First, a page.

Provincewide job action by workers at LifeLabs Medical Laboratory Services is sure to delay test results and create longer lineups at patient service centres, says the company’s CEO.
About 150 employees shut down and picketed at least 40 locations on Monday, including 19 on Vancouver Island, after contract negotiations with the union broke down on the weekend.
Eleven labs in Greater Victoria were shut and the protests will continue today with the possibility of further action the rest of the week.
>>>Click HERE for a list of what's open and what's closed<<<
LifeLabs CEO Sue Paish rejected that view, saying the only remaining concession proposal was one that would have all employees pay their own long-term disability premiums.
She said the company’s wage offer was “competitive” with other health sector contracts and more reasonable than the union’s request for a nine-per-cent increase over three years.
“This strike will be incredibly disruptive for patients,” she said. “There will be, almost unquestionably, some delay in getting medical results.”
Union negotiators have a strike mandate and had issued a 72-hour notice before mediation even began.
Workers have been without a contract since December 31, 2011 and BCGEU president Darryl Walker said the company’s offer did not include a retroactive pay raise for 2012.
He does not want employees to pay long-term disability premiums. “That has always been paid for by the employer and it should stay that way,” he said.
The company had asked for employees to take two fewer vacation days, the union said.
But Paish said all but one concession was rescinded in an effort to get a deal signed.
A controversial backdrop for the negotiations is LifeLabs’ announcement last week that it is buying the B.C. Biomedical Laboratories, the province’s second-largest medical lab company after LifeLabs.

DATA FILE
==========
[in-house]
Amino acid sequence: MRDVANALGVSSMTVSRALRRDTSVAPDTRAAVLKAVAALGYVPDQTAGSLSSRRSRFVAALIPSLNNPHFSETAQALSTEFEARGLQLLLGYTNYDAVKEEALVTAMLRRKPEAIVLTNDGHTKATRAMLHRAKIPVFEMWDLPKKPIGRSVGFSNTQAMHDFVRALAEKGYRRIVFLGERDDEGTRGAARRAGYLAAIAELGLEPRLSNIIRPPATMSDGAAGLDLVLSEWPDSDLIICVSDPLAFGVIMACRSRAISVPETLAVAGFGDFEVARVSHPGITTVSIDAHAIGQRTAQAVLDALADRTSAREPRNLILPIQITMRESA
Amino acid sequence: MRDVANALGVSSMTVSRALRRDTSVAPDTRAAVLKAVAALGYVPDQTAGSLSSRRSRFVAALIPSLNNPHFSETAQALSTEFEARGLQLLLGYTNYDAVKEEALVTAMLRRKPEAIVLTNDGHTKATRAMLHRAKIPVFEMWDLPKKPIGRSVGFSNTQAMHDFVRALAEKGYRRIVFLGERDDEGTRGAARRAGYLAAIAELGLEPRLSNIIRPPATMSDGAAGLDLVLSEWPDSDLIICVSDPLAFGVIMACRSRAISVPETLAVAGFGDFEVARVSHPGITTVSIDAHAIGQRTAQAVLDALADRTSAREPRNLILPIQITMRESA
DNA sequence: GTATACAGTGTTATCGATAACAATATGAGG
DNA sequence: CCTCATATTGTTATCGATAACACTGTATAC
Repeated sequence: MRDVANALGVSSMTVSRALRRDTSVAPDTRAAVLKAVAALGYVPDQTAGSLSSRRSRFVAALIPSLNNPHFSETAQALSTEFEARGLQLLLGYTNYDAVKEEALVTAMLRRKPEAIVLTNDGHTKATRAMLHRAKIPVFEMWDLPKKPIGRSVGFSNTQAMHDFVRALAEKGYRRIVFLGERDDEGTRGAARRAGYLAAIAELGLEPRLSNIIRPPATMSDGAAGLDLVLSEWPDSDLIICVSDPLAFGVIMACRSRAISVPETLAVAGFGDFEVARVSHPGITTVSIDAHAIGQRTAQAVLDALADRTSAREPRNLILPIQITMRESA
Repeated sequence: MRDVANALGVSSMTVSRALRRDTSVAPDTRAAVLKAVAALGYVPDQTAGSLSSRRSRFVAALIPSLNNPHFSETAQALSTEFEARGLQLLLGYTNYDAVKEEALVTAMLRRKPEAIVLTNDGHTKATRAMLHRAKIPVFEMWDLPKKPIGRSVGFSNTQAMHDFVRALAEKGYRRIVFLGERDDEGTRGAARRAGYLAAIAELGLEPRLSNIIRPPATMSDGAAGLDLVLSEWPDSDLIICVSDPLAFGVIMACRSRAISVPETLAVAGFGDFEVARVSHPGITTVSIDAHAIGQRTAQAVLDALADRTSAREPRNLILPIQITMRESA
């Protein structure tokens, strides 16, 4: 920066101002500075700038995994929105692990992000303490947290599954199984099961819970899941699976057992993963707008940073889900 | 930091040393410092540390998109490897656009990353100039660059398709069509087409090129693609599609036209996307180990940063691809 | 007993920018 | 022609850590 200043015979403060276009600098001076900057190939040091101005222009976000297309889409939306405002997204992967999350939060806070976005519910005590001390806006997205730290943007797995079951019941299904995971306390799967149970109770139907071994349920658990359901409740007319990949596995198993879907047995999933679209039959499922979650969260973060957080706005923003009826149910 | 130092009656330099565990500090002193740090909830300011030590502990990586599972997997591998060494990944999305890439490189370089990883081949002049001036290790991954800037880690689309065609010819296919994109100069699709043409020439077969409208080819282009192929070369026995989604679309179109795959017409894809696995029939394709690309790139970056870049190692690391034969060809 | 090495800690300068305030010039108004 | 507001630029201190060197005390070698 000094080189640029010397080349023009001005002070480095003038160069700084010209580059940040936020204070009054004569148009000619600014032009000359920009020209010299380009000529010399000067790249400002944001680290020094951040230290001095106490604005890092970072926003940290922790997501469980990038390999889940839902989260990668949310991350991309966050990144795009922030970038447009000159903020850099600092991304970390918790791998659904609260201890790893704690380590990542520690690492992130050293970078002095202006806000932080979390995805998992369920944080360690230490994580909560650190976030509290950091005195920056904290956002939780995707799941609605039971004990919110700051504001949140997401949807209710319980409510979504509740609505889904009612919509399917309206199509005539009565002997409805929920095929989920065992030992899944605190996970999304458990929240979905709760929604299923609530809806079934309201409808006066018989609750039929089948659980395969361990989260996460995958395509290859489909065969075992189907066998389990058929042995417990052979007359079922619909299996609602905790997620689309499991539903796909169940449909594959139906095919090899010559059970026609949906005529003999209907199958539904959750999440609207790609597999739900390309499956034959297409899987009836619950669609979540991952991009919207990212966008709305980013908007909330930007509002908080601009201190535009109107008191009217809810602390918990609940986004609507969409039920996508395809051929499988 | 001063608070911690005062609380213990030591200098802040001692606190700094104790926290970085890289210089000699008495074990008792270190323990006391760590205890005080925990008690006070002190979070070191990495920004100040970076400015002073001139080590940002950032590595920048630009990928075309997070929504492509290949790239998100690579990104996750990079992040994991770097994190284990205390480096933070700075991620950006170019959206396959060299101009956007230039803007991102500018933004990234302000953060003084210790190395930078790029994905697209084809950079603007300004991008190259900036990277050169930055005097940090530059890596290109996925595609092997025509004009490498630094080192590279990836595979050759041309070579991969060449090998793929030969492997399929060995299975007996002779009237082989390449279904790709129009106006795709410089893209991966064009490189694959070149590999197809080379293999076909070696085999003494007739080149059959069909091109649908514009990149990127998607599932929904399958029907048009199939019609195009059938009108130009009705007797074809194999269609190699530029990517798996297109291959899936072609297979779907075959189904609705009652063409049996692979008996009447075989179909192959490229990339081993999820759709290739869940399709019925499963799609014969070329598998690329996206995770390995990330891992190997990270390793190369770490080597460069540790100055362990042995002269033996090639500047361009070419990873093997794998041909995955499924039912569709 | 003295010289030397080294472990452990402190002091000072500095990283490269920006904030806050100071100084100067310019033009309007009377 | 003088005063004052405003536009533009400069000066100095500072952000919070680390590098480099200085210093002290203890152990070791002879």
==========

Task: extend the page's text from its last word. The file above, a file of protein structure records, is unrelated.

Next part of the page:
“They’re telling us ... concessions have to be made because it’s difficult making ends meet, but at the same time, they’re prepared to buy a company that does similar work,” said Walker.
Paish criticized the union for discussing the purchase within the context of contract negotiations.
“It is both curious and disappointing the union wants to raise the (Biomedical Laboratories) during bargaining,” she said. “This proposed transaction is in the middle of a significant regulatory review. It is imprudent for people to be talking about this transaction until those steps are taken.”
The deal could be complete as early as the spring, but it is subject to scrutiny from regulatory bodies.
LifeLabs serves four million B.C. patients each year at 80 locations. B.C. Biomedical serves more than two million annually through its 45 locations.
Walker said the union’s decision to strike is not linked to the proposed deal.
“We’ve been in the process of negotiating for more than a year now,” he said. “The purchase of another company has nothing to do with it.”
The company said patients can find the nearest open location by visiting its website: lifelabs.com.
© Copyright 2013